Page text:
Part of the YCC-YVR’s idea is to build on and extend the North East False Creek draft area plan, and create a natural pathway into Chinatown for the post-viaduct world, incorporating historical themes. The city’s plan does this via the Carrell St. Promenade, which stops at Keefer.
[Click for a larger version slide show].
Back to 105 Keefer: HERE are some rather congruent thoughts from the proponents (Merrick Architecture)
The subject site is nestled in Chinatown’s natural gathering place, bordered by two significant arterial connectors – Keefer Street along its south edge, and Columbia Street along the west. Located adjacent to the Chinatown Memorial Plaza facing the Memorial to Chinese-Canadian Veterans, and across from the Dr. Sun Yat Sen Classical Chinese Garden and Park, the site stands among many of Chinatown’s most notable cultural landmarks and at a natural apex of pedestrian traffic.
The opportunity to house neighbourhood seniors, provide an activity centre on site, near cultural facilities and in their existing community, has been identified as vital to the success of the project.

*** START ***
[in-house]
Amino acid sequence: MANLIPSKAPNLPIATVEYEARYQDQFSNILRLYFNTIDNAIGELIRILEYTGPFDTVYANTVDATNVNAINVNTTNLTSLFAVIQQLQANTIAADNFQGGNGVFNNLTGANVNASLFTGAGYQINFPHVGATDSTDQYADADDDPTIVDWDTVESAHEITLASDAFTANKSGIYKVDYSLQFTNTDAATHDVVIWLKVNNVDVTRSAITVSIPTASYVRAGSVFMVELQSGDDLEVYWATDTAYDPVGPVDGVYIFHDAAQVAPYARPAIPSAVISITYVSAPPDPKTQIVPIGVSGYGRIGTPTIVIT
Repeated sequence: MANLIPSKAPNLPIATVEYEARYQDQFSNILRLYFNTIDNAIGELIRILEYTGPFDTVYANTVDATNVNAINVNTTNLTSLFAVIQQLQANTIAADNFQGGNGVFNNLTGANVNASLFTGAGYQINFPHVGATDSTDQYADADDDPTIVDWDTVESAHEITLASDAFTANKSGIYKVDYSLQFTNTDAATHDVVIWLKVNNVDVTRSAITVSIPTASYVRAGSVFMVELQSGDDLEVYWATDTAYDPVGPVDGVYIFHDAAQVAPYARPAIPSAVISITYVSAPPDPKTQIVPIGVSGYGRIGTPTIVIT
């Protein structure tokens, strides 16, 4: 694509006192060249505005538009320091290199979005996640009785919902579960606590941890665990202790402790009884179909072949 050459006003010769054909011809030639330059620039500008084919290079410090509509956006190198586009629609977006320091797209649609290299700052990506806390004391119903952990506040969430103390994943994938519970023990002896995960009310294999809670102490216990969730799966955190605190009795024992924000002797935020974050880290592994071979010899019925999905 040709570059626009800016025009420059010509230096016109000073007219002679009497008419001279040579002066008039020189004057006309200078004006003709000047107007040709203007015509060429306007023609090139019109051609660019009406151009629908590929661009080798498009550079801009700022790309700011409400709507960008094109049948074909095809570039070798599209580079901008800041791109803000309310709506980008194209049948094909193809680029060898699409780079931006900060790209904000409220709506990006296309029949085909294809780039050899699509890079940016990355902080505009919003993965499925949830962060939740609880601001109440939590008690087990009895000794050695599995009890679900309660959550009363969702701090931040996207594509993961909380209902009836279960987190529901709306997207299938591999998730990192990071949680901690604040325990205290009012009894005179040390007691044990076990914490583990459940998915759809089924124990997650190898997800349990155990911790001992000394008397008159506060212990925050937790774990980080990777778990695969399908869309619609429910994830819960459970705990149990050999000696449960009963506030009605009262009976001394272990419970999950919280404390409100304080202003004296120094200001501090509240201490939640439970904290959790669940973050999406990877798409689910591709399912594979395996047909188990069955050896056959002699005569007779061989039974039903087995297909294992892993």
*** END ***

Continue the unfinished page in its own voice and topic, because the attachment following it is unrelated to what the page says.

With its location at a central node of the Chinatown community, the site presents an excellent opportunity to revitalize the urban fabric and pedestrian experience in the area through public realm improvements and community contributions. It brings a chance to collectively contribute towards a vision that will reinvigorate Vancouver’s Chinatown.
Continuing PT’s public places theme — this is part of the Woodwards complex, and attracts people from SFU and local businesses.
If ever there was a call to seriously reboot our cities and suburbs, this report from The Guardian provides direct evidence that even the simple act of walking for exercise is not being followed by many middle-aged people in Great Britain. There is a direct link between the lack of exercise and several serious health conditions. Quite simply, walking reduces the risk of developing over 41 diseases and boosts the immune system for over 24 hours. But even with this information the British national public health service observed that 41 per cent of adults aged 40 to 60 years of age “walk less than 10 minutes continuously each month at a brisk pace of at least 3mph.”